Kavan Ratnatunga (President of the Sri Lankan Numismatic Society) forwarded a link to this article where Sri Lankan numismatist Prof. Osmund Bopearachchi "recounts to Smriti Daniel his great find among the treasures of Mir Zakah"
Osmund gave the Sri Lankan Numismatic Society an excellent power point presentation on this topic at our monthly meeting on 18th Sept, and I requested Ms Smriti Daniel to do this interview.
Embossed on the gold coin is the arrogant profile of Alexander the Great. On it, the young conqueror's features endure: his luxuriant curly hair and the crooked line of his broken nose; his elongated cheeks and large, unblinking eyes. Curiously though, his head is covered in the scalp of an elephant, its trunk curling triumphantly over his brow. Around his neck is the image of the Gorgon, the coiling snakes worn as an aegis. The horn of Ammon protects his temple.
The striking image is valued for far more than its obvious beauty. It is believed to be the only portrait actually created during the lifetime of Alexander the Great to survive into modernity. This is Alexander as he saw himself - invulnerable, verging on godhood, immortalized in the moment of his triumph.
"It's exactly Alexander, there is no doubt about that," says Sri Lankan numismatist Prof. Osmund Bopearachchi. Having announced the find to the world, more recently Osmund co-authored a book with History professor Frank Holt which was published just last month titled The Alexander Medallion: Exploring the Origins of a Unique Artefact'. Written partly in defence of the authenticity of the gold medallion, the book describes the extraordinary circumstances that led to the unveiling of the priceless artefact. Its historical significance far outweighing the value of the precious metal itself, its history is both the subject of the book and of Osmund's long obsession.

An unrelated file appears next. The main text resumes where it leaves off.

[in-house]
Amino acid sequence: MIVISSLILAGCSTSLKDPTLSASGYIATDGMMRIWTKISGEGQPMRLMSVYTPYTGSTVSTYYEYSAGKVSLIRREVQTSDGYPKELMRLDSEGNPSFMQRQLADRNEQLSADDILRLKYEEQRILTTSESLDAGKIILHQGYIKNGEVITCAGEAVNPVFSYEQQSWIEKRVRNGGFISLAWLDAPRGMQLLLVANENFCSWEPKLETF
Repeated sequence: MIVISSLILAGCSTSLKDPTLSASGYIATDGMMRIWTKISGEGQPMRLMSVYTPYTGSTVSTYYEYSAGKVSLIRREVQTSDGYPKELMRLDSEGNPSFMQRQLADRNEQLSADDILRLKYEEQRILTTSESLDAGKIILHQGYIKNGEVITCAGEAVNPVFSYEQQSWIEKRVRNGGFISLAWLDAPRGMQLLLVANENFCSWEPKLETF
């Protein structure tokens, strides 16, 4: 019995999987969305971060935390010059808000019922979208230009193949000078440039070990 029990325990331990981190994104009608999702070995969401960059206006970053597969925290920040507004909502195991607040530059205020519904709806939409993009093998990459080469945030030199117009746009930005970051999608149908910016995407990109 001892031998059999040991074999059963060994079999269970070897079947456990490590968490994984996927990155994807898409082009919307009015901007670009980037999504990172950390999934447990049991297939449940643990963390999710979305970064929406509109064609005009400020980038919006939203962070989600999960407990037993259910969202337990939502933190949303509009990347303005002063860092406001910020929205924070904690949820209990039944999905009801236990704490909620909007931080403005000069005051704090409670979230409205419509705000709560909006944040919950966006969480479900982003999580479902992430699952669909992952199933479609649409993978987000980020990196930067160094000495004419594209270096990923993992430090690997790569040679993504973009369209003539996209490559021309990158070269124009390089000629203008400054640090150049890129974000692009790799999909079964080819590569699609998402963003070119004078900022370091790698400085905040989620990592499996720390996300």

At the centre of the story is a humble village in Afghanistan. Located in one of the most hostile political and geographical landscapes on earth, Mir Zakah lies along the ancient trail that connects Ghazni in modern Afghanistan to Gandhara in what is now Pakistan. Travelling in the company of a French journalist and 12 bodyguards, Osmund made his way there in 2004. As the temperature plummeted to minus 15 degrees centigrade outside, the men covered themselves with carpets to keep warm and brushed their teeth with snow. Despite the abject poverty that surrounded them, in the evenings the numismatist would show his hosts pictures of incredible treasures of gold, silver and bronze ornaments, vessels and coins - and ask them whether there were any among them they recognized.
The pieces he was showing them were in the possession of a Japanese museum.
The museum had been sold the pieces which had been deliberately misrepresented by corrupt agents as belonging to another set known as the Oxus treasure . Now, Osmund was unsurprised to discover the men had in fact seen many of the pieces before. After all, some of them had actually handled the objects themselves, pulling each piece fresh from the earth just a few feet away from where they now huddled together. Some shared their keepsakes with the visitors on the palm of his hand, one man displayed a single diminutive gold coin. Unbeknownst to the Afghan farmer, the Indo-Scythian coin with the image of Azes stamped onto its face was a rarity, worth an estimated $20,000. Yet, this was only one of Mir Zakah's treasures and there are hundreds of thousands more.
To read the complete article, see:
Getting hold of the Alexander medallion
To read the earlier E-Sylum article, see:
NEW BOOK: THE ALEXANDER MEDALLION BY HOLT AND BOPEARACHCHI
Wayne Homren, Editor
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